8 Helpful Sites For Creatives to Showcase and Find Work

Connect with others, showcase work, and find new career opportunities

Finding work in creative careers can be a challenge. That’s why websites have been created specifically to help designers and creatives network and market themselves.

Are you an illustrator? Photographer? Artist? Then chances are, you’ll want to have a space to showcase and sell your work. Where better than the Internet?

Below are eight sites for creatives and designers to take advantage of.


Networking online for designers
Klaus Vedfelt/Getty Images

Dribbble is a networking community for artists, illustrators, designers, typographers, and other creatives. They describe themselves as “a show and tell community for designers.”

The platform allows users to share screenshots of projects that they are working on and share opinions about other designers’ work. Moreover, it acts as a marketplace, allowing those looking to hire a designer to browse users’ work.

However, clients must upgrade to a PRO account to really take advantage of searching for specific kinds of designers (instead of looking through randomized lists). But it’s worth it, since Dribbble Pro is only $20 a year. More


On this job marketplace, designers can create a portfolio on the site and companies can browse portfolios to choose designers.

They also have a job board, so a person can look for various design jobs. This board also includes job listings in fields like urban planning, set design, public relations and others.

Many people have trouble nailing down how much their work is worth. To help them out, Coroflot offers an awesome salary guide which shares average rates across the country (and some international cities) for various job titles.

Joining Coroflot as a designer is free. Posting job ads is not. More


As the site reads, Behance is a place to “Showcase & Discover Creative Work”. It’s part of Adobe, so you’ll need an Adobe ID to join.

They also have a job board for members, though unlike Coroflot, this is not their main focus.

Designers have their own page -- with their own URL -- where they can add their work history and a portfolio of samples. It sort of reminds me of LinkedIn more than any of these thus far…but a designer-specific version of LinkedIn. More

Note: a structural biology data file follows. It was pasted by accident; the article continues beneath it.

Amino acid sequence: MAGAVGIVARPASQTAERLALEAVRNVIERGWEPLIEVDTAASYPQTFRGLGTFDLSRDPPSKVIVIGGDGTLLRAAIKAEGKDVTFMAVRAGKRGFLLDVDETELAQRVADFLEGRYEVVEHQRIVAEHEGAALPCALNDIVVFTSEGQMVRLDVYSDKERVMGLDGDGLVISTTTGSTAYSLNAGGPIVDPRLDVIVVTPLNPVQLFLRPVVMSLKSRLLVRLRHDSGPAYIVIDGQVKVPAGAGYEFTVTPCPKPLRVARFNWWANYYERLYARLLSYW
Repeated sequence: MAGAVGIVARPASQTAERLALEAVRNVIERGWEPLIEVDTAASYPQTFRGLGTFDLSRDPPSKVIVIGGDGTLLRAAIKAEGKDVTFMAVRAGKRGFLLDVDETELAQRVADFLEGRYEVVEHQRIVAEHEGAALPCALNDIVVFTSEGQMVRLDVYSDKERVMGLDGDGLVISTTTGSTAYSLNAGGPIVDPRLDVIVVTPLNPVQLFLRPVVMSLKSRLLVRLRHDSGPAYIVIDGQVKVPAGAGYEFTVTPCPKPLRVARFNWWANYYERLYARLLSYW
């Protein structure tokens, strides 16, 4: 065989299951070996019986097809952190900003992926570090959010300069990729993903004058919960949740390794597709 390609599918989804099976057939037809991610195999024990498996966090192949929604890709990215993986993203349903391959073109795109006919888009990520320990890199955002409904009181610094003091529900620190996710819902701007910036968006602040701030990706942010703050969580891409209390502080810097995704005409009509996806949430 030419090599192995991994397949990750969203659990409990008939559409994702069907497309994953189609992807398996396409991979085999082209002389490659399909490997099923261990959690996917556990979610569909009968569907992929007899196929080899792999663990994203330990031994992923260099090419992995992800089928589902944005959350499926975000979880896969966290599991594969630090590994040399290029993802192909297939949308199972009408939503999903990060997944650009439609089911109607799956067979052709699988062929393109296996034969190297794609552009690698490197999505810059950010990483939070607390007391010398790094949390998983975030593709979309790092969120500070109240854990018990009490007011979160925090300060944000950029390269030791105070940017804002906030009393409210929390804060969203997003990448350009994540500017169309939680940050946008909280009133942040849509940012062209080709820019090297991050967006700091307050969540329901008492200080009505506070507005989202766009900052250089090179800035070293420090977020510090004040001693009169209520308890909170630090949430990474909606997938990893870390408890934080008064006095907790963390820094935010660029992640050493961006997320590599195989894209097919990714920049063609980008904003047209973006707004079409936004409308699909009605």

DeviantArt is more like a portfolio builder.

Free members can build a portfolio and host it on a yourname.daportfolio.com domain name.

DeviantArt also allows you to engage in e-commerce, selling prints and digital downloads of your work, and participate in their community of artists and designers -- of which there are over 35 million. More


Envato has been around since 2006. It’s a self-described “ecosystem” of websites, with a digital marketplace, a freelance network, and an educational platform -- so you can learn new skills and find work that uses them.

According to the site, their core mission is “to help our community earn a living online doing work they are passionate about.”

This site actually takes its networking offline sometimes, as they occasionally have in-person meetups around the world! More


Made specifically for designers, Core77 welcomes anyone in the field, from students just starting out and hobbyists to seasoned experts and professionals.

They host live events, including lectures, parties, and design competitions (with awards), making it an interactive and fun place to have a membership. Online, they run discussion forums and publish articles.

Like some of the previous options, Core77 hosts portfolios and job listings (again, design jobs only). They’ve also developed a database of design firms so members can stay informed about companies in their field. More


According to the site, Twibfy is a place to “collect and organize your inspirations”. It’s a version of the cloud, specifically hosting digital visual content like art and photography.

Twibfy is something of an ecommerce platform, because it allows you to instantly sell your work / monetize your site directly through the program.

If you’re ever feeling short on inspiration, Twibfy also allows you to browse other creatives’ content to stay on top of what other artists are doing. More


Cargo is minimalist compared to the rest on the list. It’s a “personal publishing platform” where members display work and get featured.

Not anyone can sign up; one has to apply for an account and be approved. This helps keep it more elite, so the site can fulfill its mission to “enhance the exposure of talented individuals on the Internet.”

It’s similar to a portfolio builder with built-in templates to use. And although the site is primarily used by artists, Cargo has templates for developers to showcase their work, too. More


If you're tired of hearing all the jokes about "starving artists" do something about it! Take your future into your own hands. Put yourself out there and get noticed -- and use these websites to do it.